The first ever exhibition to examine an intriguing but relatively unappreciated aspect of medal work will open at the British Museum
this summer. Medals are best known for celebrating important figures or heroic deeds. Alongside the long-standing and well-known association of medals with glory and achievement lies another darker tradition of the medal as an indicator of dishonour. This exhibition will feature works from the past 400 years that denounce their subjects and expose the long and rich tradition of this largely unexplored type of medal. The historic medals are hugely revealing about the political and cultural opinions that were prevalent in the times in which they were made, as are the modern works which are the creations of current cutting-edge and world-renowned artists such as Grayson Perry, Jake and Dinos Chapman and William Kentridge.
The first part of the exhibition focuses on the Museums historical collection of satirical and political medals from the 16th to the 20th centuries. Subjects range from the sombre and the bizarre to the scatological and the humorous. The medals will be placed in context through the use of contemporary prints and drawings from the British Museums unparalleled collection. Loaned medals by Marcel Duchamp and David Smith, the sculptor whose celebrated Medals for Dishonor of the 1930s lend their name to this exhibition, will be shown in this section. One example is a medal depicting the Humiliation of Louis XIV, 1689, by a Dutch artist, attacking France and its king through a mixture of allegory and ridicule. It features a humiliating image of Louis XIV ejecting the contents of his stomach and bowels. The medal entitled Financial Speculation was created in response to the financial scandals that occurred in Europe in the 1720s and has strong parallels with the situation today. Another highlight is a German anti-war medal from 1915 which shows a figure of Death happily smoking while seated on a cannon. A city is in flames in the background. This grimly sardonic medal expresses horror at the brutality of war without attaching blame to a specific side.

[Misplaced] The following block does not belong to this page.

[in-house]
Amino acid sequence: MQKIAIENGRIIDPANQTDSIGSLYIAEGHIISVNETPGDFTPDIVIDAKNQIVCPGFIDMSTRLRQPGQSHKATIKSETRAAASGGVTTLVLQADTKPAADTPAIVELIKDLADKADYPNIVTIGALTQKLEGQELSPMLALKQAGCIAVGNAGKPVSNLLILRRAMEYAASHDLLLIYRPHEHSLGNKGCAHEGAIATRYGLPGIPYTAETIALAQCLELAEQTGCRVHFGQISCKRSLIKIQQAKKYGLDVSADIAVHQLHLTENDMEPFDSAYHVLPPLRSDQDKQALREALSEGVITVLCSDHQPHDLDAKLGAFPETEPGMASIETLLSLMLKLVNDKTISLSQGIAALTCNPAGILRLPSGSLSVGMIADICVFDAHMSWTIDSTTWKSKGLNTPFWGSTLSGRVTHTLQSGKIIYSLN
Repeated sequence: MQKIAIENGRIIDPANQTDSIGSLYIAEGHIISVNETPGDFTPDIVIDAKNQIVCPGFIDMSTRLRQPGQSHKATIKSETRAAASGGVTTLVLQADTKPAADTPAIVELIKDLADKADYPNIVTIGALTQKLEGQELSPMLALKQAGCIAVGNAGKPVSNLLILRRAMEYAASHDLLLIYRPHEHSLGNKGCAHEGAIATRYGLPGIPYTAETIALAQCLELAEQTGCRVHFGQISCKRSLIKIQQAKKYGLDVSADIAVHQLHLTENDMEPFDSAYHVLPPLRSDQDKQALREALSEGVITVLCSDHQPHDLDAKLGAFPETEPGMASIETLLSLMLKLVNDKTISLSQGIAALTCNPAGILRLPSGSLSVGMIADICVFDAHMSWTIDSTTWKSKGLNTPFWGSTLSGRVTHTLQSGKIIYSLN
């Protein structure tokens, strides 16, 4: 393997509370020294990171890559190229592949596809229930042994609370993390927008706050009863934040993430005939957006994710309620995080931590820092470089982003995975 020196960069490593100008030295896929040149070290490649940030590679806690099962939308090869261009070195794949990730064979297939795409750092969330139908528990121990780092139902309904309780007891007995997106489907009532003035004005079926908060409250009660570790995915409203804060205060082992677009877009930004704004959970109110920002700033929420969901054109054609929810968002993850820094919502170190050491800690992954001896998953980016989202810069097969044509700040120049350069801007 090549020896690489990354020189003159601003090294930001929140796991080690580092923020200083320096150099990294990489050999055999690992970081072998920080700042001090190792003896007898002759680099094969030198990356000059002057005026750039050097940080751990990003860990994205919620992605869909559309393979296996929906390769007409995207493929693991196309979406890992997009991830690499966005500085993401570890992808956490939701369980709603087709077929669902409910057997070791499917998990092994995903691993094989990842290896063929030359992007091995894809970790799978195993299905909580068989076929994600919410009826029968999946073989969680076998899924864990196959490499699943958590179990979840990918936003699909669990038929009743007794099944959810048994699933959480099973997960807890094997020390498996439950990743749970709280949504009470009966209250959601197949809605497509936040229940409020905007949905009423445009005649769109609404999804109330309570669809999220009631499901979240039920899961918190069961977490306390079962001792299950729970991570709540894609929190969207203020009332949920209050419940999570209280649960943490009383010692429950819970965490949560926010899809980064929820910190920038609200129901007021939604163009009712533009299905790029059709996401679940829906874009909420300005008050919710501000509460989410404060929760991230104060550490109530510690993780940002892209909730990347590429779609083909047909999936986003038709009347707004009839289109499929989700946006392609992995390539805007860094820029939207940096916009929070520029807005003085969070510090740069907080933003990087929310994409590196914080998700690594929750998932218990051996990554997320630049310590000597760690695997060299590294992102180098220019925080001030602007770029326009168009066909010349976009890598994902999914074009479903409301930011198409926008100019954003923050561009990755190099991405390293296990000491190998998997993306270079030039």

The second part of the exhibition features medals recently commissioned especially for this exhibition from some of the worlds leading contemporary artists. Steve Bell, Jake and Dinos Chapman, Ellen Gallagher, Richard Hamilton, Mona Hatoum, Yun-Fei Ji, Ilya and Emilia Kabakov, William Kentridge, Michael Landy, Langlands and Bell, Cornelia Parker, Grayson Perry and Felicity Powell all have their work featured. The subjects they depict are wide-ranging, dealing with issues from the war in Iraq and consumerism to ASBOs and the credit crunch. Grayson Perrys For Faith in Shopping shows a Virgin Mary-like figure dressed in designer labels and carrying a shopping bag, highlighting the UKs almost religious obsession with high-street spending. William Kentridges Greed Envy Rage, 2008, depicts a megaphone striding through a denuded landscape. Kentridges work is steeped in and responds to the political and historical contingencies of his upbringing in apartheid-era South Africa. These new medals have been commissioned by the British Art Medal Trust, a registered charity dedicated to the making and study of medals. The Trust has presented an example of each of the newly commissioned medals to the British Museum for its permanent collection.